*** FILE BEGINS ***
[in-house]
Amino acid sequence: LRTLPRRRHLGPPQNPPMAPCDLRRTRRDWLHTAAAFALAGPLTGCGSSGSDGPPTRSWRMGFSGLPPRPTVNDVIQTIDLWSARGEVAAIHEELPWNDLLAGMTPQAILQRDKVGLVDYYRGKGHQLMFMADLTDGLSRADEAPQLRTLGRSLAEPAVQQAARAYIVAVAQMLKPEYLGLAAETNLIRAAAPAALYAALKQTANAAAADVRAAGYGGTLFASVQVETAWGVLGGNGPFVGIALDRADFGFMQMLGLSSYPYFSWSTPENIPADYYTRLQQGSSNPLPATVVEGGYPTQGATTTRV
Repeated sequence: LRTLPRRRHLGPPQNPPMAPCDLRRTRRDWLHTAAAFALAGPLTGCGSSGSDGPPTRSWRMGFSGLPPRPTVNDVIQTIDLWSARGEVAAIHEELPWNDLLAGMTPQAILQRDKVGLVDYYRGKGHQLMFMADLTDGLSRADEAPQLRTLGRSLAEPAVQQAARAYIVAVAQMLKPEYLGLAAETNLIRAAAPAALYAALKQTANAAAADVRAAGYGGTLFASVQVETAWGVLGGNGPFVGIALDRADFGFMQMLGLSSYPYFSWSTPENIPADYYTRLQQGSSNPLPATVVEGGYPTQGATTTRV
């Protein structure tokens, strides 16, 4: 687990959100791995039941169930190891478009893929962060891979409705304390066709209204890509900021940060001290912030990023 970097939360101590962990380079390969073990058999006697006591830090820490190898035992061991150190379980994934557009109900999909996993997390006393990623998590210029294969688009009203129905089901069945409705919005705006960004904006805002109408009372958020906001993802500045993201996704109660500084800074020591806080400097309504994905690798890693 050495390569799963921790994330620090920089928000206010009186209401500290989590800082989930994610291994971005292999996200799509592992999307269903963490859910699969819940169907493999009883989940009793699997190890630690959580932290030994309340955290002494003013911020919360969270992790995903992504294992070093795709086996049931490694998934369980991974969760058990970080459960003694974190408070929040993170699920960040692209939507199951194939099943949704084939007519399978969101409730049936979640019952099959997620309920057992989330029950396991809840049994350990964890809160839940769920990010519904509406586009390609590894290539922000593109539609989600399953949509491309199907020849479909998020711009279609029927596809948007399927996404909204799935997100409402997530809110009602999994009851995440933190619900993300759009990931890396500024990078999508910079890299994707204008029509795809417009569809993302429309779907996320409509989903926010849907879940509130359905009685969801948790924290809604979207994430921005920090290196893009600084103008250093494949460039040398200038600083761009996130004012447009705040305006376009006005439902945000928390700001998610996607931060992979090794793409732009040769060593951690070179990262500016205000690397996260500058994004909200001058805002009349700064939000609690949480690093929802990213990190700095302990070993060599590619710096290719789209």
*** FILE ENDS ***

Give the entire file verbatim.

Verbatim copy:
[in-house]
Amino acid sequence: LRTLPRRRHLGPPQNPPMAPCDLRRTRRDWLHTAAAFALAGPLTGCGSSGSDGPPTRSWRMGFSGLPPRPTVNDVIQTIDLWSARGEVAAIHEELPWNDLLAGMTPQAILQRDKVGLVDYYRGKGHQLMFMADLTDGLSRADEAPQLRTLGRSLAEPAVQQAARAYIVAVAQMLKPEYLGLAAETNLIRAAAPAALYAALKQTANAAAADVRAAGYGGTLFASVQVETAWGVLGGNGPFVGIALDRADFGFMQMLGLSSYPYFSWSTPENIPADYYTRLQQGSSNPLPATVVEGGYPTQGATTTRV
Repeated sequence: LRTLPRRRHLGPPQNPPMAPCDLRRTRRDWLHTAAAFALAGPLTGCGSSGSDGPPTRSWRMGFSGLPPRPTVNDVIQTIDLWSARGEVAAIHEELPWNDLLAGMTPQAILQRDKVGLVDYYRGKGHQLMFMADLTDGLSRADEAPQLRTLGRSLAEPAVQQAARAYIVAVAQMLKPEYLGLAAETNLIRAAAPAALYAALKQTANAAAADVRAAGYGGTLFASVQVETAWGVLGGNGPFVGIALDRADFGFMQMLGLSSYPYFSWSTPENIPADYYTRLQQGSSNPLPATVVEGGYPTQGATTTRV
């Protein structure tokens, strides 16, 4: 687990959100791995039941169930190891478009893929962060891979409705304390066709209204890509900021940060001290912030990023 970097939360101590962990380079390969073990058999006697006591830090820490190898035992061991150190379980994934557009109900999909996993997390006393990623998590210029294969688009009203129905089901069945409705919005705006960004904006805002109408009372958020906001993802500045993201996704109660500084800074020591806080400097309504994905690798890693 050495390569799963921790994330620090920089928000206010009186209401500290989590800082989930994610291994971005292999996200799509592992999307269903963490859910699969819940169907493999009883989940009793699997190890630690959580932290030994309340955290002494003013911020919360969270992790995903992504294992070093795709086996049931490694998934369980991974969760058990970080459960003694974190408070929040993170699920960040692209939507199951194939099943949704084939007519399978969101409730049936979640019952099959997620309920057992989330029950396991809840049994350990964890809160839940769920990010519904509406586009390609590894290539922000593109539609989600399953949509491309199907020849479909998020711009279609029927596809948007399927996404909204799935997100409402997530809110009602999994009851995440933190619900993300759009990931890396500024990078999508910079890299994707204008029509795809417009569809993302429309779907996320409509989903926010849907879940509130359905009685969801948790924290809604979207994430921005920090290196893009600084103008250093494949460039040398200038600083761009996130004012447009705040305006376009006005439902945000928390700001998610996607931060992979090794793409732009040769060593951690070179990262500016205000690397996260500058994004909200001058805002009349700064939000609690949480690093929802990213990190700095302990070993060599590619710096290719789209």